Coaching stability, attrition management, player development, scouting, support and a host of other factors have a lot to do with a team's success. But even doing all of those things well, it is very hard for a program to stay at an elite level if it's not bringing in a lot of top talent.

There's so much that goes into fielding a top-end program: recruiting, coaching (and coaching turnover), schedules and, yes, a little bit of luck along the way. It's an inexact science, too. Oregon doesn't pull in top-five recruiting classes, but it has been known to produce genius coaches. Conversely, USC is littered with blue-chip talent but has had a hard time finding the right head coach in the post-Pete Carroll era. 

But a broad-brush look at the Big Ten and Pac-12 shows that, if these conferences want to regularly compete with the SEC, it takes tremendous coaching and recruiting at the top. Based on what's happened in the past year or so in those respective areas, it's easy to see why these two conferences are ready to show they can play with anyone in the country. 

Especially those in the Southeastern part. 

Ben Kercheval is a lead writer for college football. All quotes cited unless obtained firsthand. All recruiting information courtesy of 247Sports

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Elijah Holyfield Reveals Top 5: Odds on Where 4-Star RB Lands

Running back Elijah Holyfield, the son of boxing royalty and a premier 2016 college football prospect, is entering the final phase of his recruitment.

The 4-star playmaker is now focused on five programs moving forward, according to a video released by Scout.com. Holyfield identified Alabama, Auburn, Georgia, South Carolina and Tennessee as the teams on top.

This SEC battle will be decided in just six weeks:

Holyfield, whose father is five-time world heavyweight champion Evander Holyfield, trimmed down a list that previously featured 10 programs. Notre Dame, Oregon, USC, Louisville and Miami missed the cut this time.

He's keeping the process relatively local, as the allure of SEC competition is simply too captivating for the Atlanta-area rusher to ignore. Regional powerhouses have remained ardent throughout his recruitment.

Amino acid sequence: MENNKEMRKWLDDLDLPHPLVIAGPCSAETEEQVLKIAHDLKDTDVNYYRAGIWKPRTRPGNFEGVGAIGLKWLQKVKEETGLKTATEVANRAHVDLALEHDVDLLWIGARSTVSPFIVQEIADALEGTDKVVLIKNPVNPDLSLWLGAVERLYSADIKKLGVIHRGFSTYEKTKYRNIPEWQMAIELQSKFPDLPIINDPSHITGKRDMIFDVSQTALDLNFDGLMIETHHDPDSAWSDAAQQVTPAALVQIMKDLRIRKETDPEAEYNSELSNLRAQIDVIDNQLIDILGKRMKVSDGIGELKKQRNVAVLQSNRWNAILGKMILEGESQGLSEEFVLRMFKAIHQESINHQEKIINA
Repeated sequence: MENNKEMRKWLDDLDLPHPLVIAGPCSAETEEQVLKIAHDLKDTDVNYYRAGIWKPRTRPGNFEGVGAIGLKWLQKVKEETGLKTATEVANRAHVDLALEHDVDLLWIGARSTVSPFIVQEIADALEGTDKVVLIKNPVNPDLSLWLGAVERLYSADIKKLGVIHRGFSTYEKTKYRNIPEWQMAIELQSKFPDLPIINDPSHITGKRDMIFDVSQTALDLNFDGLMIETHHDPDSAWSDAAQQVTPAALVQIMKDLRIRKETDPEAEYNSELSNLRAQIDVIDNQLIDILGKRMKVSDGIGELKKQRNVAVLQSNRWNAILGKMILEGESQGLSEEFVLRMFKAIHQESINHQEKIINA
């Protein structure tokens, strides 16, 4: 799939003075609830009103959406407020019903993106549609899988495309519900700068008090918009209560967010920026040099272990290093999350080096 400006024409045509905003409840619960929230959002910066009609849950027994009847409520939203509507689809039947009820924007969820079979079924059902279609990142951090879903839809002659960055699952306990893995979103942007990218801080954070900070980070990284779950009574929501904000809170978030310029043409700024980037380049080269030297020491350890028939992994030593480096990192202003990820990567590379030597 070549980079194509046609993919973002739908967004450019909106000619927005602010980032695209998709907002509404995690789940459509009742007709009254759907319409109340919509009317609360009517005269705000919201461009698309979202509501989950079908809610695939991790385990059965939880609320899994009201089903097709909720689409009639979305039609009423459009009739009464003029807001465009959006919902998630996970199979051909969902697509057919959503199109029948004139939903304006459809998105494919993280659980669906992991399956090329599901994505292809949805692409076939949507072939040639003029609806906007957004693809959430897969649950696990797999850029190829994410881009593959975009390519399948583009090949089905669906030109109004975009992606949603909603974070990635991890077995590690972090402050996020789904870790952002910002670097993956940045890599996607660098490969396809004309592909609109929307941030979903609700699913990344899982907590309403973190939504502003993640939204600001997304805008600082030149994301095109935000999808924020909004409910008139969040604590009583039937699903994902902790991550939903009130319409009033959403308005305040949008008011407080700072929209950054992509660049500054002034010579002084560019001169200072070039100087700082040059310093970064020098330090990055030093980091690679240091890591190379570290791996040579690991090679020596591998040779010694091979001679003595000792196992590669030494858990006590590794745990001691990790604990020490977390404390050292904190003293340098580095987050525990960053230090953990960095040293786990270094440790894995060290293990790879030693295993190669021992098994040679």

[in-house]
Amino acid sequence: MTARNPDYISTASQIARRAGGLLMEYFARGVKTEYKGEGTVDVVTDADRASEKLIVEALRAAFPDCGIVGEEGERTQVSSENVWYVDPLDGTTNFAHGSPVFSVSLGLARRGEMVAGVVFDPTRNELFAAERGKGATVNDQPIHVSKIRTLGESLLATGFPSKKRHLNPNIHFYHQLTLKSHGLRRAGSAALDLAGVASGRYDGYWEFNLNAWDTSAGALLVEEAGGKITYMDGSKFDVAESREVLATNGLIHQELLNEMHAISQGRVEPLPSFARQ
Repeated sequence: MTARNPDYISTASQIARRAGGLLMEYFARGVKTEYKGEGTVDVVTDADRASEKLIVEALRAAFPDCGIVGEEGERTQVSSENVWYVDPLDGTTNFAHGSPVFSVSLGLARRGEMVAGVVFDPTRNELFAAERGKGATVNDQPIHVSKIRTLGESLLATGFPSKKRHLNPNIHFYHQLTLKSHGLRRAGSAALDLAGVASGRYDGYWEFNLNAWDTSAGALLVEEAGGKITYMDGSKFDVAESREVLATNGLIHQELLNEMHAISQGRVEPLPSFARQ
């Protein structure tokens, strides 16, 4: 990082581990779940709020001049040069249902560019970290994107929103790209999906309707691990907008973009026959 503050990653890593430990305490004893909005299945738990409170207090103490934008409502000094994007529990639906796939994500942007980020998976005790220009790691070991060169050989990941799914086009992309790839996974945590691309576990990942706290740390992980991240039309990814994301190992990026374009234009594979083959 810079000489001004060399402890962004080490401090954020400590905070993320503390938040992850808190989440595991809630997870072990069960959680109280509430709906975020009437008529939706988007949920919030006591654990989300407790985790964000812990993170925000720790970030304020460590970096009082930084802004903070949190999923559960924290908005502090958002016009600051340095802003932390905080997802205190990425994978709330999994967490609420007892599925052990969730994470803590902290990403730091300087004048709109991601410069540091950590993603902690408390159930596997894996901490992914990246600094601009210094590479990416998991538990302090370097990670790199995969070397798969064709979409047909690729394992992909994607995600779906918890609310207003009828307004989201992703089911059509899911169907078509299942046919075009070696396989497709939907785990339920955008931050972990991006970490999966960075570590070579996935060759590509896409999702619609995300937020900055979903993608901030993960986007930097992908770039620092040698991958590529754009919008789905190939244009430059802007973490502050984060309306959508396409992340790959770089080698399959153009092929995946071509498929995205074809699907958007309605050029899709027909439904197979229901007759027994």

“It's really tempting, because they don’t want to let you get out,” Holyfield told Lindsey Thiry of the Los Angeles Times. “A lot of schools are by me and they come by almost every time they can."

The 5'10", 204-pound prospect is rated fifth nationally among running backs in 247Sports' composite rankings. He nears his senior season at Woodward Academy considered one of America's top uncommitted offensive talents.

Holyfield rushed for a career-best 1,735 yards and 25 touchdowns in 2014, averaging 6.6 yards per carry. He added 27 receptions for 289 yards and three scores.

Now that Holyfield is headed toward a decision, let's take a look at his remaining contenders. We applied odds to each team, based on the likelihood he lands with that university.


Alabama: 4-to-1

The Crimson Tide probably would've been our favorite among this group just a week ago, but things changed dramatically a few days ago. North Carolina running back B. J. Emmons, rated third nationally at the position, pledged to Alabama on July 20. 

His presence, along with top-rated 2015 rusher Damien Harris, seemingly lessens the likelihood Holyfield lands in Tuscaloosa. Bleacher Report heard rumblings at The Opening that Holyfield was leaning toward the Crimson Tide, but head coach Nick Saban was still searching for a 2016 rusher at that stage.